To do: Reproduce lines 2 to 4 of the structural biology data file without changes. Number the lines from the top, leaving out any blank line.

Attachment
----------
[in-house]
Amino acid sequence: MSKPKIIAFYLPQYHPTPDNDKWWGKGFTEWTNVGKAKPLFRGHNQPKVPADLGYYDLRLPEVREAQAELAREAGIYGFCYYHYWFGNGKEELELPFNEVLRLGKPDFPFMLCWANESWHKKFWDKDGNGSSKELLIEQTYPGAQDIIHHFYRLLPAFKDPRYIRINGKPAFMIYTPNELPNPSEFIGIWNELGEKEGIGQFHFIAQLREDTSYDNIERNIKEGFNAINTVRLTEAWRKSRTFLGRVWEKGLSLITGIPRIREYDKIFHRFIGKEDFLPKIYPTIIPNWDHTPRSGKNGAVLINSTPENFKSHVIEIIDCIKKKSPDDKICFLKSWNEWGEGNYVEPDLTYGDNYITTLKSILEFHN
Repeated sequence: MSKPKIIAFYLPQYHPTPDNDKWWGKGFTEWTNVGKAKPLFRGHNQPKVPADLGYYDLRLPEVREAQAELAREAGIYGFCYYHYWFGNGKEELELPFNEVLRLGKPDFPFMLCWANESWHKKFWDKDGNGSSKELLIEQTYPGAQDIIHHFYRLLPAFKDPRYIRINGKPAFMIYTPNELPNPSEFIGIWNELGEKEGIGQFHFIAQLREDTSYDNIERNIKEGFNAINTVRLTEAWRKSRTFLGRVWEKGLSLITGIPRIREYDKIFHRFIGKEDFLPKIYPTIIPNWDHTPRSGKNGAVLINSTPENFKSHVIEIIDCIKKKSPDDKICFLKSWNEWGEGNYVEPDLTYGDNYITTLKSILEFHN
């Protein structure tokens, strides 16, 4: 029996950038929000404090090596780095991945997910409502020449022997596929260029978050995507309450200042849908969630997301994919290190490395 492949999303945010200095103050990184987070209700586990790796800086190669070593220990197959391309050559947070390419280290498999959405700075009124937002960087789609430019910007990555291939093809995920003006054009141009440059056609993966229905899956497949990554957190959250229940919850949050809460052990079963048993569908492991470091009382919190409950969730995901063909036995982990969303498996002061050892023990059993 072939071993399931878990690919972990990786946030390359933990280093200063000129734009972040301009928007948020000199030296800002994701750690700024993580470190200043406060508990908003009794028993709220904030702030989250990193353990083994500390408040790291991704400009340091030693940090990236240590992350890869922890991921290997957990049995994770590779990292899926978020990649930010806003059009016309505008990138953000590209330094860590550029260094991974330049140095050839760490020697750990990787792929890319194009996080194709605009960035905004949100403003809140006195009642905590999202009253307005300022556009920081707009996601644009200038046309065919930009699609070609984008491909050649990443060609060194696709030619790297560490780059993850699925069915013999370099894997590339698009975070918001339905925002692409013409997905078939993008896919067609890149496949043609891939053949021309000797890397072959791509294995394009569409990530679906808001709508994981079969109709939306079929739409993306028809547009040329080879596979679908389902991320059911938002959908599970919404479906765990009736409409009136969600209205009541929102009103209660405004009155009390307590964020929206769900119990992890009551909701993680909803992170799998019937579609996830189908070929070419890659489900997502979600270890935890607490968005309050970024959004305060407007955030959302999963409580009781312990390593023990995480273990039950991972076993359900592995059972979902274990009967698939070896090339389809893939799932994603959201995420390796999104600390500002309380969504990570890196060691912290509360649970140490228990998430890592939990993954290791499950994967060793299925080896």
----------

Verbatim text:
Amino acid sequence: MSKPKIIAFYLPQYHPTPDNDKWWGKGFTEWTNVGKAKPLFRGHNQPKVPADLGYYDLRLPEVREAQAELAREAGIYGFCYYHYWFGNGKEELELPFNEVLRLGKPDFPFMLCWANESWHKKFWDKDGNGSSKELLIEQTYPGAQDIIHHFYRLLPAFKDPRYIRINGKPAFMIYTPNELPNPSEFIGIWNELGEKEGIGQFHFIAQLREDTSYDNIERNIKEGFNAINTVRLTEAWRKSRTFLGRVWEKGLSLITGIPRIREYDKIFHRFIGKEDFLPKIYPTIIPNWDHTPRSGKNGAVLINSTPENFKSHVIEIIDCIKKKSPDDKICFLKSWNEWGEGNYVEPDLTYGDNYITTLKSILEFHN
Repeated sequence: MSKPKIIAFYLPQYHPTPDNDKWWGKGFTEWTNVGKAKPLFRGHNQPKVPADLGYYDLRLPEVREAQAELAREAGIYGFCYYHYWFGNGKEELELPFNEVLRLGKPDFPFMLCWANESWHKKFWDKDGNGSSKELLIEQTYPGAQDIIHHFYRLLPAFKDPRYIRINGKPAFMIYTPNELPNPSEFIGIWNELGEKEGIGQFHFIAQLREDTSYDNIERNIKEGFNAINTVRLTEAWRKSRTFLGRVWEKGLSLITGIPRIREYDKIFHRFIGKEDFLPKIYPTIIPNWDHTPRSGKNGAVLINSTPENFKSHVIEIIDCIKKKSPDDKICFLKSWNEWGEGNYVEPDLTYGDNYITTLKSILEFHN
């Protein structure tokens, strides 16, 4: 029996950038929000404090090596780095991945997910409502020449022997596929260029978050995507309450200042849908969630997301994919290190490395 492949999303945010200095103050990184987070209700586990790796800086190669070593220990197959391309050559947070390419280290498999959405700075009124937002960087789609430019910007990555291939093809995920003006054009141009440059056609993966229905899956497949990554957190959250229940919850949050809460052990079963048993569908492991470091009382919190409950969730995901063909036995982990969303498996002061050892023990059993 072939071993399931878990690919972990990786946030390359933990280093200063000129734009972040301009928007948020000199030296800002994701750690700024993580470190200043406060508990908003009794028993709220904030702030989250990193353990083994500390408040790291991704400009340091030693940090990236240590992350890869922890991921290997957990049995994770590779990292899926978020990649930010806003059009016309505008990138953000590209330094860590550029260094991974330049140095050839760490020697750990990787792929890319194009996080194709605009960035905004949100403003809140006195009642905590999202009253307005300022556009920081707009996601644009200038046309065919930009699609070609984008491909050649990443060609060194696709030619790297560490780059993850699925069915013999370099894997590339698009975070918001339905925002692409013409997905078939993008896919067609890149496949043609891939053949021309000797890397072959791509294995394009569409990530679906808001709508994981079969109709939306079929739409993306028809547009040329080879596979679908389902991320059911938002959908599970919404479906765990009736409409009136969600209205009541929102009103209660405004009155009390307590964020929206769900119990992890009551909701993680909803992170799998019937579609996830189908070929070419890659489900997502979600270890935890607490968005309050970024959004305060407007955030959302999963409580009781312990390593023990995480273990039950991972076993359900592995059972979902274990009967698939070896090339389809893939799932994603959201995420390796999104600390500002309380969504990570890196060691912290509360649970140490228990998430890592939990993954290791499950994967060793299925080896």